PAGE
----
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Tsunami spotlights Hillsboro community

by SOPHIA TAREEN, Oregon Live, January 06, 2005

Sri Lankans in Washington County help two monks at a new Buddhist temple in Hillsboro raise relief money

Hillsboro, OR (USA) -- The Venerable Tawalama Bodhiseeha stacks two plastic jars crammed with dollar bills and loose change into a white shopping bag.

Since a tsunami devastated the coast of his native Sri Lanka, the Buddhist monk has been making the rounds collecting money for a relief effort.

Later this month, a group of monks -- one from Hillsboro -- will travel to Sri Lanka to deliver the donations. Bodhiseeha estimates he's collected $500 so far.

For about three months, Bodhiseeha, 35, and another monk, the Venerable Galauda Palitha, 53, have been running the Oregon Buddhist Vihara, the only Sri Lankan Buddhist temple in the state.

The temple has drawn the small Sri Lankan community in Washington County together, especially since the tsunami.

As in their native country, Sri Lankan families in Hillsboro support the monks, who do not work. The families alternate taking them food and organize get-togethers at the temple.

They also give the monks rides and allow them to set up the fundraising jars in area convenience stores that they own and operate.

In Oregon, the Sri Lankan population is small and slowly growing -- 214 people, according to the 2000 Census. Half that population lives in Washington County.

Until a few months ago, they never had a place to worship locally.

"Normally, in our country, every village, every town has a temple," says Ranjith Fernando, a retired engineer and community leader who lives in Aloha. "That is the most important thing for the religious part of your life."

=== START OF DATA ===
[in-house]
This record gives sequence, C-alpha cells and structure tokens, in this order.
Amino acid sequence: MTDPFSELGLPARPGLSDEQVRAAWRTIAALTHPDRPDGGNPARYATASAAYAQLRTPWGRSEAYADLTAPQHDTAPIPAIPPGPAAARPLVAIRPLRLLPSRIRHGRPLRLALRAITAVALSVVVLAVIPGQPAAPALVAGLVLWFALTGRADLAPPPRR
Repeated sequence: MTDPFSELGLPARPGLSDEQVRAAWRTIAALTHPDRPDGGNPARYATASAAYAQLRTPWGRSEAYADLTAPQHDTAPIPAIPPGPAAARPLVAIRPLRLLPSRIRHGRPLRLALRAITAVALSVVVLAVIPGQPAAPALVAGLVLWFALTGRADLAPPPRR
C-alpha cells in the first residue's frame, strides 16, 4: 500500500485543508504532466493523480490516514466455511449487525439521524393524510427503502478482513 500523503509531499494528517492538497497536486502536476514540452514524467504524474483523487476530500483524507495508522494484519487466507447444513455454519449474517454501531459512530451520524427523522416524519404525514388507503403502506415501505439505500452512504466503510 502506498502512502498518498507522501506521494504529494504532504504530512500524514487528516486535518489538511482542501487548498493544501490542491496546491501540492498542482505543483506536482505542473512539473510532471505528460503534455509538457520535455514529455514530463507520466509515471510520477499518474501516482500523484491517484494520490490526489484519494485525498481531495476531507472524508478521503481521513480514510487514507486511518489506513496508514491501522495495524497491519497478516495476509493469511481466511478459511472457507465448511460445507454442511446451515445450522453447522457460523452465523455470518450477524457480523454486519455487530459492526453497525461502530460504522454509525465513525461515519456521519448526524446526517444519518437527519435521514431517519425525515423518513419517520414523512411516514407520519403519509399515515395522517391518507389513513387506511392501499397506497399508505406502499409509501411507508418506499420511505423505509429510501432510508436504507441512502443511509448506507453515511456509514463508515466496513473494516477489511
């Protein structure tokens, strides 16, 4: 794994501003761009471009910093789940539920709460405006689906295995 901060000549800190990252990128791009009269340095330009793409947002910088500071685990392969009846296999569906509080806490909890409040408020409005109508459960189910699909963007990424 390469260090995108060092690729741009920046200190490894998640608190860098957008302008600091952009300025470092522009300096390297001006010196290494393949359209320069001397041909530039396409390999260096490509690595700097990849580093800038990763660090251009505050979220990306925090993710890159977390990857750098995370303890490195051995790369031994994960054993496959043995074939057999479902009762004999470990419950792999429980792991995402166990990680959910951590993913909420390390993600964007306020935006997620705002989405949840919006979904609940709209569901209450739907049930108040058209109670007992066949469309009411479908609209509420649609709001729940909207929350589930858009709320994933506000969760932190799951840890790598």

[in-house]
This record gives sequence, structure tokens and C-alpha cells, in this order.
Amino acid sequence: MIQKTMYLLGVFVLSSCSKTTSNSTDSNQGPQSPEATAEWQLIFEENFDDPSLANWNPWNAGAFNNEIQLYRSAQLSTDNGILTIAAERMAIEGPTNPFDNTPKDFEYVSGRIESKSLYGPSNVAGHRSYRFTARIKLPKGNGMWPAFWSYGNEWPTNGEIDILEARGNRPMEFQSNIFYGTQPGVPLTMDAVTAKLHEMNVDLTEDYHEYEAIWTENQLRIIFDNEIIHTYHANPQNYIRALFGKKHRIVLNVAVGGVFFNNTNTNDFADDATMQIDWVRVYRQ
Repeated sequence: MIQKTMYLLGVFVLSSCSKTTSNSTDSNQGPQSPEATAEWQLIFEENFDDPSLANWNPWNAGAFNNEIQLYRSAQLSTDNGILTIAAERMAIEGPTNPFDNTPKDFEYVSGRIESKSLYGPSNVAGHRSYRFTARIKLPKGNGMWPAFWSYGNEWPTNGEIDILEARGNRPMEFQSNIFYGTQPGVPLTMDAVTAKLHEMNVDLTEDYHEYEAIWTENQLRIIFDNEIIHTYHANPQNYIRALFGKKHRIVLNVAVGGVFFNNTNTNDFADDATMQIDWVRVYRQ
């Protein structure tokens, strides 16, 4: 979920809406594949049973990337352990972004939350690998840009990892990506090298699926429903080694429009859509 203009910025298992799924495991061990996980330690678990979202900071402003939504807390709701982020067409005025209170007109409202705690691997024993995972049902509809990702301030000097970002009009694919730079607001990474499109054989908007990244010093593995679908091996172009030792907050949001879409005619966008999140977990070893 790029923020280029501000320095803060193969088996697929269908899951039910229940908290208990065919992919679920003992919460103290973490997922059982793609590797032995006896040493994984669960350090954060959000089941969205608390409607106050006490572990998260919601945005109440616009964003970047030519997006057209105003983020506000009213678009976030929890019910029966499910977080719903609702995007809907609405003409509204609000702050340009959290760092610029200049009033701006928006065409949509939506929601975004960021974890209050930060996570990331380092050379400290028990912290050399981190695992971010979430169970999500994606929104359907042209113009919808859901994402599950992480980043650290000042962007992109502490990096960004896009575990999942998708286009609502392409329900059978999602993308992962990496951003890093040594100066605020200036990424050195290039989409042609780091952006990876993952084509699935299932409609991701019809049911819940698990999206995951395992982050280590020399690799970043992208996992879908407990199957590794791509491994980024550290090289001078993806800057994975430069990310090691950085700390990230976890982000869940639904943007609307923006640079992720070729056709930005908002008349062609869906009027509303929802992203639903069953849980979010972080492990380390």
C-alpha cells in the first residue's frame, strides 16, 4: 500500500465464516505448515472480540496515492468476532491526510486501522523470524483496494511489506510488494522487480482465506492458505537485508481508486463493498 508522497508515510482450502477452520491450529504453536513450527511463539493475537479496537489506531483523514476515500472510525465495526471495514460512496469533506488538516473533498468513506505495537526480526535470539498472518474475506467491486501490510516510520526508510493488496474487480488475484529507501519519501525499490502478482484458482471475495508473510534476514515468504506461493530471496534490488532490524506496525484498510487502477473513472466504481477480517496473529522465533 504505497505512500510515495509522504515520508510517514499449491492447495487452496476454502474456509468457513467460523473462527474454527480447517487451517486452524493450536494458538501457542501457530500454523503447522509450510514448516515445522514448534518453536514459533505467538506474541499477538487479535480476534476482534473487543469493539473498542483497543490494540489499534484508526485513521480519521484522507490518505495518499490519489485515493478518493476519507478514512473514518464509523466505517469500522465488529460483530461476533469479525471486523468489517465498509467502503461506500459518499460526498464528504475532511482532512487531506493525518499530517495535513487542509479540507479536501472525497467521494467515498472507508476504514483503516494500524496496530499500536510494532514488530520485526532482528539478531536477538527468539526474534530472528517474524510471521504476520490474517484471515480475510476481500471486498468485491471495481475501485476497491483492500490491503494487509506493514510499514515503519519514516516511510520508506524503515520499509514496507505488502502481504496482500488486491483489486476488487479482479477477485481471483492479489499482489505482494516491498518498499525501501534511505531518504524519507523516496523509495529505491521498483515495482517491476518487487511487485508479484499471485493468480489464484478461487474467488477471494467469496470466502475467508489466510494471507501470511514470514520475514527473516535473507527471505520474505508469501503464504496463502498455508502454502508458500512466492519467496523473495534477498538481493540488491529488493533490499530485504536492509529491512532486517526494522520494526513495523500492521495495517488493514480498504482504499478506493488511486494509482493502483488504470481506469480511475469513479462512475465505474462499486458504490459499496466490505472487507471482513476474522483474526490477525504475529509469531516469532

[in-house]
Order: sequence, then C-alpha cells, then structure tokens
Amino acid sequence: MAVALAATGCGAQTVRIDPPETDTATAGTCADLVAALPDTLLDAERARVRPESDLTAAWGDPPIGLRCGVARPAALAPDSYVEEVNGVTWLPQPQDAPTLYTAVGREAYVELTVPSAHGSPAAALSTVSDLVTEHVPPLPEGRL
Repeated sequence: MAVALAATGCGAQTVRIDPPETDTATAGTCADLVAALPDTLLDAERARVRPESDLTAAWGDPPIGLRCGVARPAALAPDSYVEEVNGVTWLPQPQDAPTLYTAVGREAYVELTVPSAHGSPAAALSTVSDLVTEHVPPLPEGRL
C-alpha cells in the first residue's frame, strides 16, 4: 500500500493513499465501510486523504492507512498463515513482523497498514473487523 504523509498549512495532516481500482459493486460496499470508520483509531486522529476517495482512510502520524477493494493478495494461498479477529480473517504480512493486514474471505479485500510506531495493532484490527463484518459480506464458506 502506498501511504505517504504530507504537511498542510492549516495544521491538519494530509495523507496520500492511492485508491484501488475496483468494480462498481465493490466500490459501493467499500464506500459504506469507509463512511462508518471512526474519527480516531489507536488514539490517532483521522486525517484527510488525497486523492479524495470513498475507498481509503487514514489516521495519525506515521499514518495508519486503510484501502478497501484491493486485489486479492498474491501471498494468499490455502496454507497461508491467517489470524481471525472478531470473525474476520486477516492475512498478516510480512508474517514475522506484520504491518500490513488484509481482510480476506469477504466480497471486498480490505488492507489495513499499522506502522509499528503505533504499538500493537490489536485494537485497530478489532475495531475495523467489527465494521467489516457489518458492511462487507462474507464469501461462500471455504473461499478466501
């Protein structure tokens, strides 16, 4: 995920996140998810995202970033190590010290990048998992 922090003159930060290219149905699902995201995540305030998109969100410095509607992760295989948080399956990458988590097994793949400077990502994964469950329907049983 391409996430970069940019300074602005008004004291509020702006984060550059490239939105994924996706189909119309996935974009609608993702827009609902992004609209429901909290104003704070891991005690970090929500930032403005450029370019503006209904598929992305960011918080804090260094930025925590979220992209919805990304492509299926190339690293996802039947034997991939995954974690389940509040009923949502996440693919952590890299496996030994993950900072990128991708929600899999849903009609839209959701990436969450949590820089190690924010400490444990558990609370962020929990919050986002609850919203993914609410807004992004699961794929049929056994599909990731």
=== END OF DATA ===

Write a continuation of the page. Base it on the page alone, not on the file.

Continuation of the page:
Sri Lanka is about 70 percent Buddhist.

Sri Lankan Buddhism follows a different school of thought from other Asian countries, so Sri Lankan Buddhists don't usually attend any of the other temples in the Portland metro area.

Fernando hopes the small Hillsboro temple will become a gathering place and someday a school.

But in the meantime, there are bills and a mortgage.

"I'm sure they're going to struggle in Hillsboro," said Ruth Wilson, a Portland woman who befriended the monks when they first arrived. "They are very gracious. They are very inviting. They accept what is."

The monks' traditional bright orange robes attract attention in Hillsboro.

People ask:

"Are you the Dalai Lama?"

"Are you a Hare Krishna?"

"Are you from the jail?"

Since the tsunami, the monks' routine of prayer and meditation has been altered.

They can think only of what is happening in their home cities.

They've heard from family members: Everyone is safe.


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